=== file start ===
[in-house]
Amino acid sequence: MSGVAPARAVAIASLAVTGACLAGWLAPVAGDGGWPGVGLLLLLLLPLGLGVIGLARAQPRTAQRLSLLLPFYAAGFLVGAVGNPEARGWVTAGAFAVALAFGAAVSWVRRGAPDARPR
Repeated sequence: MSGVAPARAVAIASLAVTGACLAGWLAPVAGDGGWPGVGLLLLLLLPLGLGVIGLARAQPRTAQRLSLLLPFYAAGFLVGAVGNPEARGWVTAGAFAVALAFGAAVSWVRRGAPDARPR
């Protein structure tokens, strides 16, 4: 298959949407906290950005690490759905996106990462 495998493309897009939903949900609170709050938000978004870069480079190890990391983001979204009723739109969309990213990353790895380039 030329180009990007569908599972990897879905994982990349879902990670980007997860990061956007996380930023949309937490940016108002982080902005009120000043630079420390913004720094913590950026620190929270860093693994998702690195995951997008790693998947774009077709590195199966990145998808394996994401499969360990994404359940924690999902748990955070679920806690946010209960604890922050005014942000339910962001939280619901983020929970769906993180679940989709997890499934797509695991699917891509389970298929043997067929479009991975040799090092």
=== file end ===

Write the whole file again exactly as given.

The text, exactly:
[in-house]
Amino acid sequence: MSGVAPARAVAIASLAVTGACLAGWLAPVAGDGGWPGVGLLLLLLLPLGLGVIGLARAQPRTAQRLSLLLPFYAAGFLVGAVGNPEARGWVTAGAFAVALAFGAAVSWVRRGAPDARPR
Repeated sequence: MSGVAPARAVAIASLAVTGACLAGWLAPVAGDGGWPGVGLLLLLLLPLGLGVIGLARAQPRTAQRLSLLLPFYAAGFLVGAVGNPEARGWVTAGAFAVALAFGAAVSWVRRGAPDARPR
């Protein structure tokens, strides 16, 4: 298959949407906290950005690490759905996106990462 495998493309897009939903949900609170709050938000978004870069480079190890990391983001979204009723739109969309990213990353790895380039 030329180009990007569908599972990897879905994982990349879902990670980007997860990061956007996380930023949309937490940016108002982080902005009120000043630079420390913004720094913590950026620190929270860093693994998702690195995951997008790693998947774009077709590195199966990145998808394996994401499969360990994404359940924690999902748990955070679920806690946010209960604890922050005014942000339910962001939280619901983020929970769906993180679940989709997890499934797509695991699917891509389970298929043997067929479009991975040799090092």